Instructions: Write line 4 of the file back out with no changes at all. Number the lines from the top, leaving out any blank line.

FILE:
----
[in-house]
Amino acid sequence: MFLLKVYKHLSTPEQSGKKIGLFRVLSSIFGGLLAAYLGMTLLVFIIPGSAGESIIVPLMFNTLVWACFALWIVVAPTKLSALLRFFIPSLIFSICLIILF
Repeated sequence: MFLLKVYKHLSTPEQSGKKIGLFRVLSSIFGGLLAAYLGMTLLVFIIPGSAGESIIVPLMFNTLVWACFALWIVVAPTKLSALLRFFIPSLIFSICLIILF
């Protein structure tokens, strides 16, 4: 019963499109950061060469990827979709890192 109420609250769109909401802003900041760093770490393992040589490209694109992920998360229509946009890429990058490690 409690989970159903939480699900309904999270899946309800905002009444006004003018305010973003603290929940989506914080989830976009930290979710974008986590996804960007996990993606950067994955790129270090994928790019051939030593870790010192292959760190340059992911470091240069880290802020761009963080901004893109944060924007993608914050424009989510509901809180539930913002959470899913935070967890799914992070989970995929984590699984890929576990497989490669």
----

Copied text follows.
């Protein structure tokens, strides 16, 4: 019963499109950061060469990827979709890192 109420609250769109909401802003900041760093770490393992040589490209694109992920998360229509946009890429990058490690 409690989970159903939480699900309904999270899946309800905002009444006004003018305010973003603290929940989506914080989830976009930290979710974008986590996804960007996990993606950067994955790129270090994928790019051939030593870790010192292959760190340059992911470091240069880290802020761009963080901004893109944060924007993608914050424009989510509901809180539930913002959470899913935070967890799914992070989970995929984590699984890929576990497989490669």